Aluminium Touring Rack

(The first rack developed in 2005)

Day / Weekend Touring

(This function is now better served with the Carbon Fibre Rack & Accessories)


On the left is the day pack mounted on the bike. On the right are the 3 main parts.
The luggage is a standard Oxford tail pack, with the ocky straps removed, and a couple of plywood stiffeners added. 4 plastic clips fix the pack to the base, screwed through the plywood.

Extended Touring


To go touring for a week, a rack is fixed to each side of the base. This gives strap points for the tent and air-bed. The side racks also serve to keep a purpose built pack from rubbing on the tail. Each is fixed at 3 points. 2 on the base rail, and one inside the pillion footpeg support. The right footpeg support is already used to fix the pipe. The bolt was replaced with a longer one, to accommodate the rack. The inside of the left pillion peg support, was drilled and tapped M8, to provide the bottom fixing point for the left rack.
The picture on the right was taken on the way back from the Superbikes at Philip Island. The grey purpose built pack, clips on to the front of the base, so that it can not slip into my back. 2 plastic pins hold it in position at the back. One strap ties it to the base. It is sealed by folding the opening back onto itself several times. The 2 outside straps help to keep the pack closed.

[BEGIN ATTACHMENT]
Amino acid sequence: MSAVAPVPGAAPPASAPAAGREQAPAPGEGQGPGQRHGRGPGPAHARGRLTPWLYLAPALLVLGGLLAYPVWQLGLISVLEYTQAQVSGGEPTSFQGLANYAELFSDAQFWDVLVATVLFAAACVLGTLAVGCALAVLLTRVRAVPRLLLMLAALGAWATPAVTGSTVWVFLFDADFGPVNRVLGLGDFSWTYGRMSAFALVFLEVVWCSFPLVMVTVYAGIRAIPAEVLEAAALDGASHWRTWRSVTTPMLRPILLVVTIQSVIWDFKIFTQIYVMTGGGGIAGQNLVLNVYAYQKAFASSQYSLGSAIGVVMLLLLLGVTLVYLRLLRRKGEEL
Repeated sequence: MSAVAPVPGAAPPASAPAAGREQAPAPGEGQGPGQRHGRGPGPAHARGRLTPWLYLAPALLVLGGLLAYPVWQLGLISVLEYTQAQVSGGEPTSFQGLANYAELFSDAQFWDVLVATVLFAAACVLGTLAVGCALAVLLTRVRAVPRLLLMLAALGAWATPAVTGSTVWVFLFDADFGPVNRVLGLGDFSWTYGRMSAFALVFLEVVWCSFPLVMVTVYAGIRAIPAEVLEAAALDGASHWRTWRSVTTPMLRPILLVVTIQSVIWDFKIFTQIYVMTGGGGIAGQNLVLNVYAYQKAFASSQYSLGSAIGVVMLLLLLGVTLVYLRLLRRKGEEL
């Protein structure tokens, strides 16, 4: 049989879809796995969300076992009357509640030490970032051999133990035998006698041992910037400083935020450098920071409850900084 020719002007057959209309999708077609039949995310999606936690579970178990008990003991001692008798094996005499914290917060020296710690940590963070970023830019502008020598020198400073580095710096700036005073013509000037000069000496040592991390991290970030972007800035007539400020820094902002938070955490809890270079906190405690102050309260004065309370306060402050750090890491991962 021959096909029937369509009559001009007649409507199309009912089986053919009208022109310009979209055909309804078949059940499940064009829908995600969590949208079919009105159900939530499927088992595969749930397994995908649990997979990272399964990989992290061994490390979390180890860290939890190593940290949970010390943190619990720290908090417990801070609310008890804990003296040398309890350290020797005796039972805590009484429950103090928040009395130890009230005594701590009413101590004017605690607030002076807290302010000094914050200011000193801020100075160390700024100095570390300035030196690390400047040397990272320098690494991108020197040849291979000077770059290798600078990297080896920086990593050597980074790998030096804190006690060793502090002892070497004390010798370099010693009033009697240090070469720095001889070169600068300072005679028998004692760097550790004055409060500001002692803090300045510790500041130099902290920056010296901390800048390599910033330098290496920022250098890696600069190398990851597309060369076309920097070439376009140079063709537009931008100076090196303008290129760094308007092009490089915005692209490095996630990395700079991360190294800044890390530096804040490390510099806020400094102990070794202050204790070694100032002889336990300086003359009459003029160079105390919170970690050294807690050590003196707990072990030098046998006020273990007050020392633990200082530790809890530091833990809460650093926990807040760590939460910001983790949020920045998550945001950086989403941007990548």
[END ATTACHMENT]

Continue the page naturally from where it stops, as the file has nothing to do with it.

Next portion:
The tent is ocky strapped to the frame on the left, the air bed on the right, just above the pipe.

The base is the main part, shown here from below. The rear seat is removed, and the base mounts to the frame using the same attachment points - 2 clips near the battery, and one latch near the tail. It is removed in the same manner as the seat, although, being aluminium, it's far more rigid.
The rack on the base is 12mm aluminium tube, shaped similarly to the seat. 6 bosses are used to screw the rack to the base plate, which is 2mm aluminium sheet, bent slightly near the front, to follow the contour of the tail. The plate had to be releaved a little to miss the radiator cap, which is not accessable through the plate - although it probably should be.